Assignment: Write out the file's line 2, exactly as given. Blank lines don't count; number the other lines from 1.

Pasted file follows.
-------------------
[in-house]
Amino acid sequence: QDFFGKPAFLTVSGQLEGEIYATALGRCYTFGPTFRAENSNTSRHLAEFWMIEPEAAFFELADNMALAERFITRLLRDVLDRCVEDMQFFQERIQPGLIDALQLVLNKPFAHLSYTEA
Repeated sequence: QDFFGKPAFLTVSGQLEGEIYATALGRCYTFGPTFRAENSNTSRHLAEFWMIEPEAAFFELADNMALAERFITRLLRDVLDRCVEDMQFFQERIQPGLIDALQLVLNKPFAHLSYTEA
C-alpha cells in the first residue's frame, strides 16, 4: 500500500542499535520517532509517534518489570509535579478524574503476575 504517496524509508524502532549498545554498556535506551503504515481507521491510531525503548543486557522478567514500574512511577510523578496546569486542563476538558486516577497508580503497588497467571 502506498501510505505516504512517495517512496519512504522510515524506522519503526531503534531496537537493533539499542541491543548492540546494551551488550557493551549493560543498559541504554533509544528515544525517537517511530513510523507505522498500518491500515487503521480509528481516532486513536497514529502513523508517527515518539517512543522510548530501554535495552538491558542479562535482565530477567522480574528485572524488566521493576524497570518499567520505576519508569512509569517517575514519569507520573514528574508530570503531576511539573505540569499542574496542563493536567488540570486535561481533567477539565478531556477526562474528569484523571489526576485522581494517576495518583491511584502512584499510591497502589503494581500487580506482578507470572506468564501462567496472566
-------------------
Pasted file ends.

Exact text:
Amino acid sequence: QDFFGKPAFLTVSGQLEGEIYATALGRCYTFGPTFRAENSNTSRHLAEFWMIEPEAAFFELADNMALAERFITRLLRDVLDRCVEDMQFFQERIQPGLIDALQLVLNKPFAHLSYTEA